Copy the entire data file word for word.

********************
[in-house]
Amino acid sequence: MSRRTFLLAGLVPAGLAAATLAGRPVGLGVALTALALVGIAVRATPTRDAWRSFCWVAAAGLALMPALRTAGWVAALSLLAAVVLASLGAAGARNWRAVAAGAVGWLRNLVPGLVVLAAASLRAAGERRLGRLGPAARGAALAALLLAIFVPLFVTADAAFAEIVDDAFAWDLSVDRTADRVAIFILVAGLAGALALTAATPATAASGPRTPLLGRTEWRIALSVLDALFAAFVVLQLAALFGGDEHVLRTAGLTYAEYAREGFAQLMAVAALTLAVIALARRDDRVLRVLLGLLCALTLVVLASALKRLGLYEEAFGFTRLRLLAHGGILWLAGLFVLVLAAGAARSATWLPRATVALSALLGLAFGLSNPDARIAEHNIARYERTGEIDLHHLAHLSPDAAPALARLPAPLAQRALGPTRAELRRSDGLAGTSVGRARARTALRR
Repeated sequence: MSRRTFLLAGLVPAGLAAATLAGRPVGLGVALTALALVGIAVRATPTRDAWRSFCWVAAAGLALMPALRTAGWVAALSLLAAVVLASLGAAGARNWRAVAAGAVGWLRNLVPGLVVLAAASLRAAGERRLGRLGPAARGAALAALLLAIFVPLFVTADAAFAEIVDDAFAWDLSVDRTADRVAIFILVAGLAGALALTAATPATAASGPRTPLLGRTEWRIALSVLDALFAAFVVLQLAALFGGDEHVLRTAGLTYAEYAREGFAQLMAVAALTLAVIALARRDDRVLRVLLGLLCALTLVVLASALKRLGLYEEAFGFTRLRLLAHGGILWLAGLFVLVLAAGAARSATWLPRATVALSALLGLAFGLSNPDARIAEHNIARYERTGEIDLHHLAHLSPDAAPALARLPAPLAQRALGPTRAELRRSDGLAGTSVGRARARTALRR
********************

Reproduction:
[in-house]
Amino acid sequence: MSRRTFLLAGLVPAGLAAATLAGRPVGLGVALTALALVGIAVRATPTRDAWRSFCWVAAAGLALMPALRTAGWVAALSLLAAVVLASLGAAGARNWRAVAAGAVGWLRNLVPGLVVLAAASLRAAGERRLGRLGPAARGAALAALLLAIFVPLFVTADAAFAEIVDDAFAWDLSVDRTADRVAIFILVAGLAGALALTAATPATAASGPRTPLLGRTEWRIALSVLDALFAAFVVLQLAALFGGDEHVLRTAGLTYAEYAREGFAQLMAVAALTLAVIALARRDDRVLRVLLGLLCALTLVVLASALKRLGLYEEAFGFTRLRLLAHGGILWLAGLFVLVLAAGAARSATWLPRATVALSALLGLAFGLSNPDARIAEHNIARYERTGEIDLHHLAHLSPDAAPALARLPAPLAQRALGPTRAELRRSDGLAGTSVGRARARTALRR
Repeated sequence: MSRRTFLLAGLVPAGLAAATLAGRPVGLGVALTALALVGIAVRATPTRDAWRSFCWVAAAGLALMPALRTAGWVAALSLLAAVVLASLGAAGARNWRAVAAGAVGWLRNLVPGLVVLAAASLRAAGERRLGRLGPAARGAALAALLLAIFVPLFVTADAAFAEIVDDAFAWDLSVDRTADRVAIFILVAGLAGALALTAATPATAASGPRTPLLGRTEWRIALSVLDALFAAFVVLQLAALFGGDEHVLRTAGLTYAEYAREGFAQLMAVAALTLAVIALARRDDRVLRVLLGLLCALTLVVLASALKRLGLYEEAFGFTRLRLLAHGGILWLAGLFVLVLAAGAARSATWLPRATVALSALLGLAFGLSNPDARIAEHNIARYERTGEIDLHHLAHLSPDAAPALARLPAPLAQRALGPTRAELRRSDGLAGTSVGRARARTALRR